March 2013 Archives

Telomeres and Caloric Restriction

| No Comments

I came across a paper that was published at the beginning of this year that discusses how restricting calorie intake can protect chromosomes. I consider this topic part of developmental biology because I think that aging is still part of development. This type of development is just less positive because it has negative effects.

Telomeres are known to be the judgement of aging. They are located at the ends of chromosomes, and the more humans age, the shorter the telomeres get due to DNA replication. Reduced telomeres can increase the risk of cancer and other age-related illnesses. Vera and colleagues studied adult mice and found that lowering the mice caloric intake over time results in a delay of telomere shortening.

Literature Cited:

Elsa Vera, Bruno Bernardes de Jesus, Miguel Foronda, Juana M. Flores, Maria A. Blasco. Telomerase Reverse Transcriptase Synergizes with Calorie Restriction to Increase Health Span and Extend Mouse Longevity. PLoS ONE, 2013; 8 (1): e53760 DOI: 10.1371/journal.pone.0053760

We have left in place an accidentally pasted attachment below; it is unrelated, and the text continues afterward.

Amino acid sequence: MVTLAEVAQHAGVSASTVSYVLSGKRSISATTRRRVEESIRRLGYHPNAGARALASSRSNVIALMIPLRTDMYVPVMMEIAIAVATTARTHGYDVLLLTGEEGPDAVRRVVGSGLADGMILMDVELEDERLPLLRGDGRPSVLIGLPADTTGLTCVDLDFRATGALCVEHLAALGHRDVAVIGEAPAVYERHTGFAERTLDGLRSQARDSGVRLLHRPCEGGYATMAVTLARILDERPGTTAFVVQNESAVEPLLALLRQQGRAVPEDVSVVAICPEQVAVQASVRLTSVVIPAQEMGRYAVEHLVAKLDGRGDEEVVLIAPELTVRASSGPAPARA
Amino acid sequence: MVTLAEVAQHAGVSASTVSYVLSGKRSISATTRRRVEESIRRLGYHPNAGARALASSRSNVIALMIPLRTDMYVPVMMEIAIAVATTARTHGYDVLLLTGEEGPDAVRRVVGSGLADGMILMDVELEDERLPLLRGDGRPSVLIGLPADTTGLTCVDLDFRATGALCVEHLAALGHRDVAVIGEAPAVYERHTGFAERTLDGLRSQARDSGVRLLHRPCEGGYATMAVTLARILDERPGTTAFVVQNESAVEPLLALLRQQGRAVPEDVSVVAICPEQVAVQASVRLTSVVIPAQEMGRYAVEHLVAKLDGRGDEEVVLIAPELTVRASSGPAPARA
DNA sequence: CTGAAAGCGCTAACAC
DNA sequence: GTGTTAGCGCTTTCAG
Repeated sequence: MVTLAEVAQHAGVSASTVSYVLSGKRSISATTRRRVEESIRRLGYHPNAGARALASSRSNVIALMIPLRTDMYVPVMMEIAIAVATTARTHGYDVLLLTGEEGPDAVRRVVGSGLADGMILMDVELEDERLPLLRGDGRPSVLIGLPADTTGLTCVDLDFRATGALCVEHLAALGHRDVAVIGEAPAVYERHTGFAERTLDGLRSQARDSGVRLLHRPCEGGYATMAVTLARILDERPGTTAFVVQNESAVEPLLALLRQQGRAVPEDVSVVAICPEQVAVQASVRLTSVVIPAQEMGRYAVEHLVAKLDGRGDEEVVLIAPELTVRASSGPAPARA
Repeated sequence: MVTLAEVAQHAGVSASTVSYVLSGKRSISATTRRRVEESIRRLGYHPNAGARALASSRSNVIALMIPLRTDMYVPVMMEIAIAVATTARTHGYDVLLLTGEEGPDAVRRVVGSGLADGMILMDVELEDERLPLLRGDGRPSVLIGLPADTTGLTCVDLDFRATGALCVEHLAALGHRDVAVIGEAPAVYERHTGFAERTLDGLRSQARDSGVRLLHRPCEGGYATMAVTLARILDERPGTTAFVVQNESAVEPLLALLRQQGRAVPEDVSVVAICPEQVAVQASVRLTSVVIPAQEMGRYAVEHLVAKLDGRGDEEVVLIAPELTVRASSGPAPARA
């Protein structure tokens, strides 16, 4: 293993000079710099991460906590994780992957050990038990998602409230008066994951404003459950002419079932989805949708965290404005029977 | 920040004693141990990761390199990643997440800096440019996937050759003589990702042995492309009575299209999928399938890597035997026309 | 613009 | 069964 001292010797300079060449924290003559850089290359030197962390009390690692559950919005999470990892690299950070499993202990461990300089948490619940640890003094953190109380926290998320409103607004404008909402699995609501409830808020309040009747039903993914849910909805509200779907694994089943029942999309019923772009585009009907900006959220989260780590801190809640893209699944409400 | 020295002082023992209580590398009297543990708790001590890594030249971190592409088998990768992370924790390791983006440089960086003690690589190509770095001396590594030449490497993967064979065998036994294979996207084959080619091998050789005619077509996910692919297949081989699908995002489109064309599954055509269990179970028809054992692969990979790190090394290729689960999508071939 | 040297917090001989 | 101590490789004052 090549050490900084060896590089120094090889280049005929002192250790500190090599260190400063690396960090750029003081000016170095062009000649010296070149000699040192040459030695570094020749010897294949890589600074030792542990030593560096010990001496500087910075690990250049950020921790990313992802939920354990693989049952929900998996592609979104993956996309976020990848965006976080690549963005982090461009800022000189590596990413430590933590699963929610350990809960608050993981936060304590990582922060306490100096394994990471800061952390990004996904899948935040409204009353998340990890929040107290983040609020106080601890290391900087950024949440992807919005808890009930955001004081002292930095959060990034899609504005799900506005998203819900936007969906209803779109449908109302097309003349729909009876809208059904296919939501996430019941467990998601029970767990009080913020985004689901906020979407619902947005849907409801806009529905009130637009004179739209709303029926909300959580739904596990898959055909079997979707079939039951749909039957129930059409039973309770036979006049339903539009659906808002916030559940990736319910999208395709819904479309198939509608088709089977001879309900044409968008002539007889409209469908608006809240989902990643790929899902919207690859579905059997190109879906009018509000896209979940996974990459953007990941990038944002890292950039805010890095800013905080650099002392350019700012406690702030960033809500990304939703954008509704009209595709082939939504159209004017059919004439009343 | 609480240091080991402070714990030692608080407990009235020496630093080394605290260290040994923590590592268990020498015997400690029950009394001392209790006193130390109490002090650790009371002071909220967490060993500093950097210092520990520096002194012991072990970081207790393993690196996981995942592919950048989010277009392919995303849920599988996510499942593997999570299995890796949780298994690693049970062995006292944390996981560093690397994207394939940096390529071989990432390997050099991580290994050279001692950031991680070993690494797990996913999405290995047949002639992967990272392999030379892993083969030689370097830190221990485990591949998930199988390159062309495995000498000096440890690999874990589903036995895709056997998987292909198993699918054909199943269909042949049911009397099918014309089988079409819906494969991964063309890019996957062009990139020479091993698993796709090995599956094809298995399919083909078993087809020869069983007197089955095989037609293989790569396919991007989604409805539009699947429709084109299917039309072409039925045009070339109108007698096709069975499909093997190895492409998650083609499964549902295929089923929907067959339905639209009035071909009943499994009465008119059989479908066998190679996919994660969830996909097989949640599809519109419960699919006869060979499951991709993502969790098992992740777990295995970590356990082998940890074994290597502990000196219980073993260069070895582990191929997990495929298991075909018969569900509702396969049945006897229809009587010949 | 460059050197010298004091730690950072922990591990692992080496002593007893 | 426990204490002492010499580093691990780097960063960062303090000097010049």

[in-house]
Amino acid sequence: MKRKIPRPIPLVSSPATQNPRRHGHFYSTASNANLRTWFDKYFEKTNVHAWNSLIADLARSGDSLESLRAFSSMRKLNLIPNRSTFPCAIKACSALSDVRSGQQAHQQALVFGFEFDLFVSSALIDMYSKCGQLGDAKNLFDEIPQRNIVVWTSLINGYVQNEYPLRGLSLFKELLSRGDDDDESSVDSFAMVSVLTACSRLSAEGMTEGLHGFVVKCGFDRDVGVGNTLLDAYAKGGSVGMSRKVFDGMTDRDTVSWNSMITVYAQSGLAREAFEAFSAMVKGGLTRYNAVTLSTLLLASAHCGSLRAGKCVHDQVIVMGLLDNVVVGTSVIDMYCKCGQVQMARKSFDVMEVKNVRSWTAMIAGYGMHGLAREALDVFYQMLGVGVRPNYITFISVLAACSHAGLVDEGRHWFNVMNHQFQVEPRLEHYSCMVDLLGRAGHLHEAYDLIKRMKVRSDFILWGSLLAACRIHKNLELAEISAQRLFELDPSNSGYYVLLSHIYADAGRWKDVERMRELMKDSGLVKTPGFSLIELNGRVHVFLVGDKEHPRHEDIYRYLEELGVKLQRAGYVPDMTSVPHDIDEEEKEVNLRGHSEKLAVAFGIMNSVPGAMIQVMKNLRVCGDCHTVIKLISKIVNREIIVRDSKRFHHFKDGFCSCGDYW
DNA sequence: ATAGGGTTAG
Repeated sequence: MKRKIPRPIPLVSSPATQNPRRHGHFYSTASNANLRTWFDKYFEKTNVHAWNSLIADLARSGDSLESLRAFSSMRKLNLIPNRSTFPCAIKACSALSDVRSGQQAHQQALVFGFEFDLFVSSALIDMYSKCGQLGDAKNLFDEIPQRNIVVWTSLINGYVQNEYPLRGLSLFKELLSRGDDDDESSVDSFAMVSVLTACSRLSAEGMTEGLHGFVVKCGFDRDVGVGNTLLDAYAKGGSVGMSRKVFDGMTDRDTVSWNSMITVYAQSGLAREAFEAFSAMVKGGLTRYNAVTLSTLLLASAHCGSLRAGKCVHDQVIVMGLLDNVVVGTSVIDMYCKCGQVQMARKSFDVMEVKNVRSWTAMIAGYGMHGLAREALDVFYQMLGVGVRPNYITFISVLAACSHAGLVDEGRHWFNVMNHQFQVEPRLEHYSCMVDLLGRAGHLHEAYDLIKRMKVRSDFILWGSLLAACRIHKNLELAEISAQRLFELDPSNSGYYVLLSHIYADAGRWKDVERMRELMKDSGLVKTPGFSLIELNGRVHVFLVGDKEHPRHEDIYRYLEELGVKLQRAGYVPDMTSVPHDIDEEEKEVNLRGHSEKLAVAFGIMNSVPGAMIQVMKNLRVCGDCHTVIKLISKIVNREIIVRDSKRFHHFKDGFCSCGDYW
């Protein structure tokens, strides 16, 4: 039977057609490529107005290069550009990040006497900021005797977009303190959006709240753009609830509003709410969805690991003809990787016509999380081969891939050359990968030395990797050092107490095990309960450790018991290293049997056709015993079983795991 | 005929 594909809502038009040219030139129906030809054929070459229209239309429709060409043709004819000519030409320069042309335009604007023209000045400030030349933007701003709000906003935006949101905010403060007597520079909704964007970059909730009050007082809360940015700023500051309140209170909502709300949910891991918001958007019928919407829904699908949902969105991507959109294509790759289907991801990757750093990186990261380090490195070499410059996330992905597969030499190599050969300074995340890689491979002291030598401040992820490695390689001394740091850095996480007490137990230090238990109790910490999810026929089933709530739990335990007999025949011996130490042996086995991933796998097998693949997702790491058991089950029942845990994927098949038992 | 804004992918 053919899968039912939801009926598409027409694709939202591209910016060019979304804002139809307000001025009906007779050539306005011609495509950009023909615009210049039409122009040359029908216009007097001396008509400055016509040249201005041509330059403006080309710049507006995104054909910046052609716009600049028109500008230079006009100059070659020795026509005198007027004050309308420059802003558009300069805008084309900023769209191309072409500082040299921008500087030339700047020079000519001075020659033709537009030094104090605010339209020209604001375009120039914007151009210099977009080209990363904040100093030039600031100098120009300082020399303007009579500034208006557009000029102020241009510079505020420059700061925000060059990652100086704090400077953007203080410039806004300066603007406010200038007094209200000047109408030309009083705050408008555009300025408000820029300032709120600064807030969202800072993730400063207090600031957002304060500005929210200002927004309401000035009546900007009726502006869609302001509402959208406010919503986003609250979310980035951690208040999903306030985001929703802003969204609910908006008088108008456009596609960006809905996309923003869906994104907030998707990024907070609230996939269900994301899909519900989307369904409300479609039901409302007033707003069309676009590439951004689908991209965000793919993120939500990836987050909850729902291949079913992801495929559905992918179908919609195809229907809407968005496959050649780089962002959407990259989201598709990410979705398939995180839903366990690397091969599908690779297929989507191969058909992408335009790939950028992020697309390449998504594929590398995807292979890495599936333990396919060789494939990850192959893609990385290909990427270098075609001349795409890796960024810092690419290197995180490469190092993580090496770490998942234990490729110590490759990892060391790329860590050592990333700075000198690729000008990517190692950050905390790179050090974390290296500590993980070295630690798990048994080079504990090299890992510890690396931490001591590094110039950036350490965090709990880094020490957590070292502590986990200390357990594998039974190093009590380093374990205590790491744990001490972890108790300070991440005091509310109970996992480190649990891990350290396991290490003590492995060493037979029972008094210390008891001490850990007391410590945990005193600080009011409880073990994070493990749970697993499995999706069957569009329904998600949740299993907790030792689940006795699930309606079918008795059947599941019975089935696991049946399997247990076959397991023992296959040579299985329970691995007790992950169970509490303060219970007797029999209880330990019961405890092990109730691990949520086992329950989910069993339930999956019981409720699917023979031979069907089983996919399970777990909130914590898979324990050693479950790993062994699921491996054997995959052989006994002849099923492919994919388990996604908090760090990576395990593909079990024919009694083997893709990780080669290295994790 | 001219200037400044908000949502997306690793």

| No Comments

Melanin is present in human's skin, hair, and eyes. It is also important in protecting the skin from UV radiation. Melanoblasts rise from the neural crest in the developing embryo; in particular, the second month of development. The destination of these melanoblasts include the dermis, epidermis, uveal tract of eye, hair follicles, the stria vasculare, the vestibular organ and endolymphatic sac of the ear, and leptomeninges of the brain. Migration and development in the dermis takes 10-12 weeks and 12-14 weeks for the epidermis. Upon reach of destination, the melanoblasts differentiate into melanocytes, which typically occurs at six months in the developing fetus. Melanocytes in the epidermis continue to replicate and produce melanin; whereas, the dermal melanocytes decrease in number during gestation, and eventually disappear at birth.